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Small Leaks Don’t Sink

Small Leaks Sink Ships

Small Leaks Sink Ships — Glass Hypnotist.
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Small Leaks Sink Ships bass player Jim Mandel Jr.

Macias said the group still gathered and honed their craft, “playing music was more stress relief than anything else.”

The remaining members would jam together, but also grew individually.
“Ryan got way more into the technical side of piano,” said Macias, while London experimented with a new electric drum, which could take artist samples.

“We experimented with all kinds of sounds,” said Van Rooy.
“All that stuff really made us mature fast,” said Mandel. “There was a lot more honesty, and straight forwardness. We also matured as musicians.”
The chemo however, became an ordeal all its own. It turned out Hancock’s chemo drugs gave him a terrible allergic reaction, which at first the doctors thought was scabies.
Hancock had a skin rash all over his body, and at many times couldn’t touch himself or anything else. His band mates had to open doors for him and take many other precautions to care for their sick friend. Some times things were so bad, Hancock couldn’t even walk with his hands at his sides and was forced to move with his arms bent at the elbow above his heart to keep from swelling.

The experience with cancer transcended the band and even reached into their tight knit fan base.

“For me, it was like my little brothers were away for awhile, and I was getting messages in a bottle, I didn’t know what was going on,” said Chris Weebothee.
It ended up being his girlfriend who figured out the problem. Hancock was having a rare adverse reaction to the chemo drugs, which were in his blood. So every time he would bleed or bring his blood to close to the skin it would scab over. It got to the point where his eyes were swollen shut and completely covered in skin irritations.
The doctors also told him that while healing from the allergic reaction he ran the possibility of his throat closing up. So for a week his band mates stood ready to bring him to the hospital at a moments notice, and more than once they had to. All on false alarms.

Hancock to this day, more than one year after recovering, still has discoloration on his arms and around his neck.
“We were really picking up steam before Ryan happened, and again before Judd happened,” said Van Rooy.
Small Leaks Sink Ships escaped another near death experience together, and now with Hancock back, they are preparing to bring their hard atmospheric sound back to the masses. They were getting ready to play a reunion show at Mesa Community College’s Legendfest on April 20, when yet again a member wound up hospitalized.
Guitarist Rafael Macias dropped his Vespa and broke his collarbone.

“When it happened all I could think was, oh god don’t let it be broken, this shit can’t be happening,” said Macias.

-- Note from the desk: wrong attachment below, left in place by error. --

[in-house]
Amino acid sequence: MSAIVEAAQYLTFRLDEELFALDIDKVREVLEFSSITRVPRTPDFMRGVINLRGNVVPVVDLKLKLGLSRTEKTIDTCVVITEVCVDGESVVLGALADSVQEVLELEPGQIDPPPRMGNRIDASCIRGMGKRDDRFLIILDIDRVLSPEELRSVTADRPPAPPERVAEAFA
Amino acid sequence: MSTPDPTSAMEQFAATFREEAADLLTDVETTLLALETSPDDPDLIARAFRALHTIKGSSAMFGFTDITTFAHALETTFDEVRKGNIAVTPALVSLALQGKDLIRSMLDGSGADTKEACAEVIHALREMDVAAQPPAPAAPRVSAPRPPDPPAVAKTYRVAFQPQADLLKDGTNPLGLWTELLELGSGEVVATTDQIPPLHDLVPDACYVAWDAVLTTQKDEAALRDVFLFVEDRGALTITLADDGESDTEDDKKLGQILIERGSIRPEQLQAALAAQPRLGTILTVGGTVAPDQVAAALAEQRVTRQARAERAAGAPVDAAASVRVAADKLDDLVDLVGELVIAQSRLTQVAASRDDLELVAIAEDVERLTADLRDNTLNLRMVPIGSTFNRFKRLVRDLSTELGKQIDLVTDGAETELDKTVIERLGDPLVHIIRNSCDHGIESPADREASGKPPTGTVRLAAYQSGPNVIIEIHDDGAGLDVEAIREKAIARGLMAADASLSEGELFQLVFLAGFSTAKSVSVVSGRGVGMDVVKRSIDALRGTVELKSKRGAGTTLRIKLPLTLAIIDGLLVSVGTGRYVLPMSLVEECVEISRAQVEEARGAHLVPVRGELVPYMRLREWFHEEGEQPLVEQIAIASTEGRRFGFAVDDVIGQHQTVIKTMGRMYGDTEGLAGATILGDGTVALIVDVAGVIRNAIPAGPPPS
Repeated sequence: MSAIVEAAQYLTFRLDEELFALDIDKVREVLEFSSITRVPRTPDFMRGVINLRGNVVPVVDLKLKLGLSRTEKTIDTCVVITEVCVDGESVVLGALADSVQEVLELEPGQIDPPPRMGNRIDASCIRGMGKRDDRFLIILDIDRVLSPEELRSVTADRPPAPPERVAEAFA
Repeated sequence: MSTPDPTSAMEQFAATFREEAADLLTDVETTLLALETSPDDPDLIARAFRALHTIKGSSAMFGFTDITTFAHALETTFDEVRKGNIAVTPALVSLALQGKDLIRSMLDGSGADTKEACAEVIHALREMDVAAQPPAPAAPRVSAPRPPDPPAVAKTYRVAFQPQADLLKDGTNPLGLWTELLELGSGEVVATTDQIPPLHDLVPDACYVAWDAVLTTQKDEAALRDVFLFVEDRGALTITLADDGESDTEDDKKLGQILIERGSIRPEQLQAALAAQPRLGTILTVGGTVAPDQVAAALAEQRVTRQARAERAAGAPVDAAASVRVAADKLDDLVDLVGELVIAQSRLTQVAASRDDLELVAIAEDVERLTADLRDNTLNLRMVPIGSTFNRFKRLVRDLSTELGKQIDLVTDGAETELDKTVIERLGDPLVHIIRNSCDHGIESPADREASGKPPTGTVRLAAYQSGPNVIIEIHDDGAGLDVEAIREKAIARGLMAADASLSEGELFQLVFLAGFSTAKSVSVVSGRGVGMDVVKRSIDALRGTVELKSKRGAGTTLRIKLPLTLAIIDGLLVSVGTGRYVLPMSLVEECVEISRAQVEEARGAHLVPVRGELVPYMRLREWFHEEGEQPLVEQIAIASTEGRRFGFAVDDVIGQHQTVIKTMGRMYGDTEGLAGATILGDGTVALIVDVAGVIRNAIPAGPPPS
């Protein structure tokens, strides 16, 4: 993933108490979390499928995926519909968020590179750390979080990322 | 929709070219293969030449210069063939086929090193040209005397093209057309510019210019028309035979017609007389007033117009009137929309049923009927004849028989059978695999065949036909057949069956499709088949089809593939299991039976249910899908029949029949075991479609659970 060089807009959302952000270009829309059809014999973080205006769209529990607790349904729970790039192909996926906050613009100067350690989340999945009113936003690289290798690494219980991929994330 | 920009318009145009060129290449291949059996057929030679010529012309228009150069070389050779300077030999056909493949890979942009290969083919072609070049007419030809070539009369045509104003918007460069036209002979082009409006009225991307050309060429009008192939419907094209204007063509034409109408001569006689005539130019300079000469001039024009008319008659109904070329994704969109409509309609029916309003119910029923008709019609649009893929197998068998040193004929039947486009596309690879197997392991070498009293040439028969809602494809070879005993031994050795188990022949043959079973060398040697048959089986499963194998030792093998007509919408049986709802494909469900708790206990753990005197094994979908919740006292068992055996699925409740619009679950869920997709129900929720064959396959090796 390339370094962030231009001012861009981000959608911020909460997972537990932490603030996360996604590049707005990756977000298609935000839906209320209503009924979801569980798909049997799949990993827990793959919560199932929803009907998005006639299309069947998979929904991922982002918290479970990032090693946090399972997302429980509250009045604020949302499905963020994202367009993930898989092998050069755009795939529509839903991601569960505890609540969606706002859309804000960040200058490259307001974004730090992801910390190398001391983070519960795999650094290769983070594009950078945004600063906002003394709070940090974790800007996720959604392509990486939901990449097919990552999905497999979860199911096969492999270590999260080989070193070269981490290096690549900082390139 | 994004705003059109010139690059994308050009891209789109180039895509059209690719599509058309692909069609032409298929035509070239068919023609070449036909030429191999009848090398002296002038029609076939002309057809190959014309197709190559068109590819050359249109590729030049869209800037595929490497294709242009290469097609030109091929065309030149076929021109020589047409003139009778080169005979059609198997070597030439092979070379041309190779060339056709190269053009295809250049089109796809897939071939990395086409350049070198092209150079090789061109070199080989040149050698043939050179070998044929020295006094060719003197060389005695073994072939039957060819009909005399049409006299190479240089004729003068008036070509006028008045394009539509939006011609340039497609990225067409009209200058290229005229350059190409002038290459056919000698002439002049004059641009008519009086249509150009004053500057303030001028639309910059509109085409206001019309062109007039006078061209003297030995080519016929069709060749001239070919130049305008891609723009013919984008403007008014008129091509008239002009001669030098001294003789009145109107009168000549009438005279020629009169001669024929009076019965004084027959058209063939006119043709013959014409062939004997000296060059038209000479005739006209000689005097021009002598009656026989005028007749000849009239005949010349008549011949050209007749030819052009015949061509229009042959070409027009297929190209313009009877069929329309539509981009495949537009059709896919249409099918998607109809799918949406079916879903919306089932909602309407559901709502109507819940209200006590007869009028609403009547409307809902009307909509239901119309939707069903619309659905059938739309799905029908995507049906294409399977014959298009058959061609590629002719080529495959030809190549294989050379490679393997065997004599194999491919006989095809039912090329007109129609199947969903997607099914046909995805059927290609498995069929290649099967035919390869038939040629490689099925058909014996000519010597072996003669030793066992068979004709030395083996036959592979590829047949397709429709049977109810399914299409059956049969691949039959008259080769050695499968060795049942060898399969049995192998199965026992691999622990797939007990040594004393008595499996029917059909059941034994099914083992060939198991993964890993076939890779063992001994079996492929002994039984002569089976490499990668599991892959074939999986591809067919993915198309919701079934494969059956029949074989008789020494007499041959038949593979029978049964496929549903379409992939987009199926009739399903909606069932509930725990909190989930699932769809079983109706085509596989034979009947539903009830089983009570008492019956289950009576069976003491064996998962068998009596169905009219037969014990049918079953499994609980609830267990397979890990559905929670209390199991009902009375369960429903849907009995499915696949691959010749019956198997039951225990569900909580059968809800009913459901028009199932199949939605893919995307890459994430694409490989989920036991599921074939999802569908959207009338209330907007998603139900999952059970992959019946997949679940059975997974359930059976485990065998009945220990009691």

And, like his band mates his luck didn’t turn for the best. Most clavicle injuries the bone splits in two and can be reset pretty easily, in Macias’s case it shattered into four chunks, and Macias now has a metal plate in his color bone, “but I don’t have nearly as much hardware as Ryan,” he said.
With all the metal body parts Mandel said, “It’s going to hard for us to tour nationally.”
The band was once again down a man and unable to perform. SLSS would remain sidelined until Aug. 8 when they played a small “warm up show” at Sail Inn, before their grand re-debut to the world in downtown Phoenix’s Crescent Ballroom.
Small Leaks Sink Ships packed the house at Crescent for their comeback show, and it was more than just a comeback for the experimental rock music and the band members, but also for a group of devoted fans, “it was like a homecoming,” said Weebothee.
Hundreds of SLSS fans showed up, and were hugging and smiling joyfully for the return of their favorite band. Many were old friends who took a hiatus just as the band did. But the crowd still new all the words when SLSS hit the stage and they sang along and chanted for their favorite songs.  
“We don’t censor our music in anyway, it can be vulnerable, or aloof, just so joyfully playing,” said Garner. “Or our song Glass Hypnotist where it’s just like there’s a party, you can have it if you want it.”
“Our music isn’t always happy it comes from a sense of struggle,” said Van Rooy, “but a lot of good music does.”
“It’s like a huge hug for your eardrum,” said Macias.

SLSS can be found at, and are currently looking to tour outside of Arizona but will be playing a mid November date at The Lost Leaf as well as a confirmed Dec. 5 show at MCC.

Jeff Moses is a freelance writer and photographer from Teaneck, N.J. and is currently living in Mesa, Ariz. He has been published in The Mesa Legend, and The Highway Herald. Contact him by calling 727-385-0624.
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